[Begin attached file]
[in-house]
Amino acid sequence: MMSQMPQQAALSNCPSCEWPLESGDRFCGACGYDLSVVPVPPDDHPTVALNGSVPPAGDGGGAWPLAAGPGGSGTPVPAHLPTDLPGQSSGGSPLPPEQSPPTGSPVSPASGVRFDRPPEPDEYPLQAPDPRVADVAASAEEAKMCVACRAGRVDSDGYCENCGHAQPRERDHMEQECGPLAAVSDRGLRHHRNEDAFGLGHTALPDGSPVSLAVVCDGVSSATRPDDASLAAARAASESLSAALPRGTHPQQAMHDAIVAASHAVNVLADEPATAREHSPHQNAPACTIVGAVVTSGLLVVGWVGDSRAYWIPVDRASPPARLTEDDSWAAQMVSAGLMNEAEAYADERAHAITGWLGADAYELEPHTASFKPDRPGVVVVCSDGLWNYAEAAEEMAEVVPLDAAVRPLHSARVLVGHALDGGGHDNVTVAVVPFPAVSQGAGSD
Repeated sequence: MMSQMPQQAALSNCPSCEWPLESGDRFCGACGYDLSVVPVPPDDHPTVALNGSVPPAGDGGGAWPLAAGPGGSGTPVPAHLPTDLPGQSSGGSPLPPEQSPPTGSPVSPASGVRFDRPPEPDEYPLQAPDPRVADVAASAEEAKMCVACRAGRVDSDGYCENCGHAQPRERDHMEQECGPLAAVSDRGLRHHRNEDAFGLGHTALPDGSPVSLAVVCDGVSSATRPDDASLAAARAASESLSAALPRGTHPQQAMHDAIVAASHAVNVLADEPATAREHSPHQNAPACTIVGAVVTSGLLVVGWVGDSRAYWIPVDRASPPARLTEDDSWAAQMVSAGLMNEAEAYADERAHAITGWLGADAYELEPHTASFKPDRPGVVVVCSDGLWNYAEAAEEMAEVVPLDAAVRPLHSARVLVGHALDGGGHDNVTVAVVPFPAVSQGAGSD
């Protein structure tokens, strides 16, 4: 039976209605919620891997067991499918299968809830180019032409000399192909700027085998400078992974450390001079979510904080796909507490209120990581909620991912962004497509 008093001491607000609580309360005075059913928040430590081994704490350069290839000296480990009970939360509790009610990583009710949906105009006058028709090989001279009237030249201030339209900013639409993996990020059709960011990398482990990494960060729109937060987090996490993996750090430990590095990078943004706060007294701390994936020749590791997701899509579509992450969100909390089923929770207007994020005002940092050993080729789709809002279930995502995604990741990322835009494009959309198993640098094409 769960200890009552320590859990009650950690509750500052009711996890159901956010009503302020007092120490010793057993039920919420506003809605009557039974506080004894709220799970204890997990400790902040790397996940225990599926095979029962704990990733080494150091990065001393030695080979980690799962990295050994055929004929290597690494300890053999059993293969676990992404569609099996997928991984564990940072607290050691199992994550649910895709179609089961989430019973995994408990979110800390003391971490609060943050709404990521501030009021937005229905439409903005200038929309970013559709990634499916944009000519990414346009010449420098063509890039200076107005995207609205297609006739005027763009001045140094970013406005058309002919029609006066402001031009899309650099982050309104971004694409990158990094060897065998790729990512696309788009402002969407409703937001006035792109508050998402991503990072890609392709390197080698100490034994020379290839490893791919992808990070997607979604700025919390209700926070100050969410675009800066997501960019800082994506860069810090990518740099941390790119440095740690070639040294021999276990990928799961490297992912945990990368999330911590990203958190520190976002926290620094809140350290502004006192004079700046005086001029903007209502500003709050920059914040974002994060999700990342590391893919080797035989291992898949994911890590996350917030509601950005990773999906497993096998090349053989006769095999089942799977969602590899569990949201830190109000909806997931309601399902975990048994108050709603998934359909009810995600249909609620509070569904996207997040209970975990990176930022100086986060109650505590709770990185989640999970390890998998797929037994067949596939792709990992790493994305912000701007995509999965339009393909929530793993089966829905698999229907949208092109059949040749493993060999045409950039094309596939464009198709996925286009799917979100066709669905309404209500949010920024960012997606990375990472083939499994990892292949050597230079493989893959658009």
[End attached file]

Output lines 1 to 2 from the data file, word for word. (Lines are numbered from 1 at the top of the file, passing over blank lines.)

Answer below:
[in-house]
Amino acid sequence: MMSQMPQQAALSNCPSCEWPLESGDRFCGACGYDLSVVPVPPDDHPTVALNGSVPPAGDGGGAWPLAAGPGGSGTPVPAHLPTDLPGQSSGGSPLPPEQSPPTGSPVSPASGVRFDRPPEPDEYPLQAPDPRVADVAASAEEAKMCVACRAGRVDSDGYCENCGHAQPRERDHMEQECGPLAAVSDRGLRHHRNEDAFGLGHTALPDGSPVSLAVVCDGVSSATRPDDASLAAARAASESLSAALPRGTHPQQAMHDAIVAASHAVNVLADEPATAREHSPHQNAPACTIVGAVVTSGLLVVGWVGDSRAYWIPVDRASPPARLTEDDSWAAQMVSAGLMNEAEAYADERAHAITGWLGADAYELEPHTASFKPDRPGVVVVCSDGLWNYAEAAEEMAEVVPLDAAVRPLHSARVLVGHALDGGGHDNVTVAVVPFPAVSQGAGSD